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How to Tackle the Dreaded Synopsis

by Nina Romano


For those writers who are looking to attract a publisher or agent, writing a good synopsis is mandatory. While some agents might not ask for one, you’ll encounter plenty that will. Therefore, getting a handle on how to write a good one is crucial.

A synopsis is a one-page summary of your novel, single-spaced, and only one page in length, unless otherwise stipulated from an agent or editor. The entire synopsis is written in present tense—make sure not to switch tenses or indent paragraphs.

Keep it Simple

The title of the novel should be centered at the top of the page. Make sure you have your name on it either in the header or on the actual page. You may want to write what kind of synopsis this is, so you place that under the title and off to the right. For instance: “Literary Synopsis,” and underneath that you can write “Approximately” and the word count.

Keep it simple, make it clear, and utilize the same style of writing that is executed in the novel. For instance, I’m a literary, lyrical writer, and therefore, my language is elevated and poetic.

Introduce your Characters

When a character is first introduced, the character’s name is written in solid caps, and thereafter, written with only the first letter capitalized. Make sure if you use a pronoun that the reference is correct and refers back to the name of the character last written in the same sentence or the sentence before. Example: Mary told Jane to go to the supermarket. She went and bought a pineapple. She refers to Jane.

Establish What the Story Is About

The beginning of the synopsis should establish what the story is about in one sentence—an agent or editor will read the beginning sentence, and if it makes sense and is appealing, will continue reading or else the synopsis will go to the slush pile or the waste paper container.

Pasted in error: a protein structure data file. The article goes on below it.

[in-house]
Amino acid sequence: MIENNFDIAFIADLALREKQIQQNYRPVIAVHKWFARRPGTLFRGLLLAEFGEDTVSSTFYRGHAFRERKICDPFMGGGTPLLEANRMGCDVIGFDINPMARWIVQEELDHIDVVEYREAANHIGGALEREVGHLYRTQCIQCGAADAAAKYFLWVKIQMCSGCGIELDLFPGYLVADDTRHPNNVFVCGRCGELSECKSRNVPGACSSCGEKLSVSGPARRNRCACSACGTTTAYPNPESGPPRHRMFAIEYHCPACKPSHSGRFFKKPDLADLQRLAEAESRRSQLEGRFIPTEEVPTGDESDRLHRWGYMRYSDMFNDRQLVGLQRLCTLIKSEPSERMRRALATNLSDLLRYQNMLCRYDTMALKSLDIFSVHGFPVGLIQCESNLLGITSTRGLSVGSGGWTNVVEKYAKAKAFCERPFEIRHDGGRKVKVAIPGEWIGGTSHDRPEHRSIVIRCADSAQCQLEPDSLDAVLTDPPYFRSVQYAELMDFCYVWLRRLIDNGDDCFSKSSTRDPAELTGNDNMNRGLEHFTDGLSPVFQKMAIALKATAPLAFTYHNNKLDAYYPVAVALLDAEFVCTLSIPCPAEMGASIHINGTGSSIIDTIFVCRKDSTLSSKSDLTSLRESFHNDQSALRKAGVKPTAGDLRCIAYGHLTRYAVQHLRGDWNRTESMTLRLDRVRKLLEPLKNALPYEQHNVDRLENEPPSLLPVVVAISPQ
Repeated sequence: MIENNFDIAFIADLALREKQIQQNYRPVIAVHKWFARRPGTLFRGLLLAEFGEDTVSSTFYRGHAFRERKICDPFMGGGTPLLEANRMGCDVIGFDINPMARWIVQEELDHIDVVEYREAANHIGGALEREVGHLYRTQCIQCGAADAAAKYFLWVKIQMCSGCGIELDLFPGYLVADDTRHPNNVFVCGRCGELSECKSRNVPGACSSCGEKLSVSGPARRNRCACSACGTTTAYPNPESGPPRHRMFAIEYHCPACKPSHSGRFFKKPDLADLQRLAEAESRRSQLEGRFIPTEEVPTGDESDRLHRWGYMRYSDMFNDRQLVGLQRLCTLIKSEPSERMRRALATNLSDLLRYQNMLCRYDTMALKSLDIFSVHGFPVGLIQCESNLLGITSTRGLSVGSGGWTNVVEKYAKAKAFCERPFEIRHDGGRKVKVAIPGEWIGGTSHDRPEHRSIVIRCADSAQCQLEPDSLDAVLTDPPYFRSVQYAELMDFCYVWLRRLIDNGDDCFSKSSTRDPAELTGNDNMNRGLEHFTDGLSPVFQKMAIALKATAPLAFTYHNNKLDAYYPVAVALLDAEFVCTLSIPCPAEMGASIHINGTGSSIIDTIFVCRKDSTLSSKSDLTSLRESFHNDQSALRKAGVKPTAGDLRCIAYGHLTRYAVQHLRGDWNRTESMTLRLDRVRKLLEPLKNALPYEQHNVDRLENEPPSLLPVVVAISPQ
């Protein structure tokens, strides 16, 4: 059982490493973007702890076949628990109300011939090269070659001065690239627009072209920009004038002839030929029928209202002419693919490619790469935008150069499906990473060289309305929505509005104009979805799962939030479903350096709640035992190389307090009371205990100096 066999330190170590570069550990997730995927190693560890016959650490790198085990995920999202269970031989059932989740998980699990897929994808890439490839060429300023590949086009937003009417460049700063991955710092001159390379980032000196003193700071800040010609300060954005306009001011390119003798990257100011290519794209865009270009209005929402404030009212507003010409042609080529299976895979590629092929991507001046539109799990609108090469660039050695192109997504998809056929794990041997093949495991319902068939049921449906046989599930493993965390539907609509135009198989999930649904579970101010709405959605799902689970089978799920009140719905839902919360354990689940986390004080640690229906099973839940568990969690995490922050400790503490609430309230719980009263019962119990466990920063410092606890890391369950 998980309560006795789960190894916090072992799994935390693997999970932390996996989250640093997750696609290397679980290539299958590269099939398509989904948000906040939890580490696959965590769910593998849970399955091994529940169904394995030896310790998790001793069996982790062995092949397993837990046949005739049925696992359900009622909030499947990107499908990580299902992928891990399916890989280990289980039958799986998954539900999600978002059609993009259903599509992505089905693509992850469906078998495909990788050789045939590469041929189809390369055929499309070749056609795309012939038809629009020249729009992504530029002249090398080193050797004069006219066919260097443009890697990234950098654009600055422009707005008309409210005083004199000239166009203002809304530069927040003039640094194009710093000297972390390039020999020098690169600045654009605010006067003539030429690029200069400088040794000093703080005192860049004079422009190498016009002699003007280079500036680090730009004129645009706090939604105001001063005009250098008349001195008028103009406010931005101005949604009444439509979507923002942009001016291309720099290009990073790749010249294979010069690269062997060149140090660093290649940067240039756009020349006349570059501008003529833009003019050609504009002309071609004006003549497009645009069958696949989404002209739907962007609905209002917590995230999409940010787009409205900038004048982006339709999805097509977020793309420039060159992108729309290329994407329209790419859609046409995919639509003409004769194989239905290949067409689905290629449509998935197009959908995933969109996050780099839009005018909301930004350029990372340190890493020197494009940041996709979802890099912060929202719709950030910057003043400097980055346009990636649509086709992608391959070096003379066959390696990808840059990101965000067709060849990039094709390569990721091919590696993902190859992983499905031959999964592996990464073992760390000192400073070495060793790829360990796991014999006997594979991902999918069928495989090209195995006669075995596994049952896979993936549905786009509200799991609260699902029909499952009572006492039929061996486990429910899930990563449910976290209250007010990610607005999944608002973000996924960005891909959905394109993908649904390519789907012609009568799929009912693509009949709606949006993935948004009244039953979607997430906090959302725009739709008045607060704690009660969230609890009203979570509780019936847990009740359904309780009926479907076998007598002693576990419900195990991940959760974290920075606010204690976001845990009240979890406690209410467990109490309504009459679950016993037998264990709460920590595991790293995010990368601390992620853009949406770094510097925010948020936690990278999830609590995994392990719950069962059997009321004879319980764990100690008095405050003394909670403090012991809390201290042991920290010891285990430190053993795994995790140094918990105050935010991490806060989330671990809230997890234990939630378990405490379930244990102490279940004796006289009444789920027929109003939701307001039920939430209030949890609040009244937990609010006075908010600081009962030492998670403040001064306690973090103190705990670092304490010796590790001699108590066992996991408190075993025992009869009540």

Use strong verbs and avoid helping verbs or progressives; delete all adverbs (“ly” words!) Use a Find and Replace to rid the text of these words that merely weaken the prose.

Stick to the Plot

Only the plot, main events and major obligatory scenes should be written about—there is no space for subplots, and minor characters so don’t try to include them. Always include the ending of the novel.

The following is an example of the beginning of my synopsis for The Secret Language of Women. In order to save space of three lines, I wrote my name, Literary Synopsis, and the word count in a header.


The Secret Language of Women

Nina Romano

Literary Synopsis

Approximately 121,700 words

Set in China in the late 1800’s, The Secret Language of Women tells the story of star-crossed lovers, ZHOU BIN LIAN, a Eurasian healer, and GIACOMO SCIMENTI, an Italian sailor, driven apart by the Boxer Rebellion. When Lian is seventeen years old, she accompanies her Swiss father, DR. GIANLUCA BRASOLIN, to tend the Italian ambassador at the Summer Palace of the EMPRESS DOWAGER, where she meets and falls in love with Giacomo.


Now You’re Ready

The best part of writing a synopsis is that it helps organize your book, chapter by chapter, and will give you an even better understanding of the story you’ve created. Good luck!

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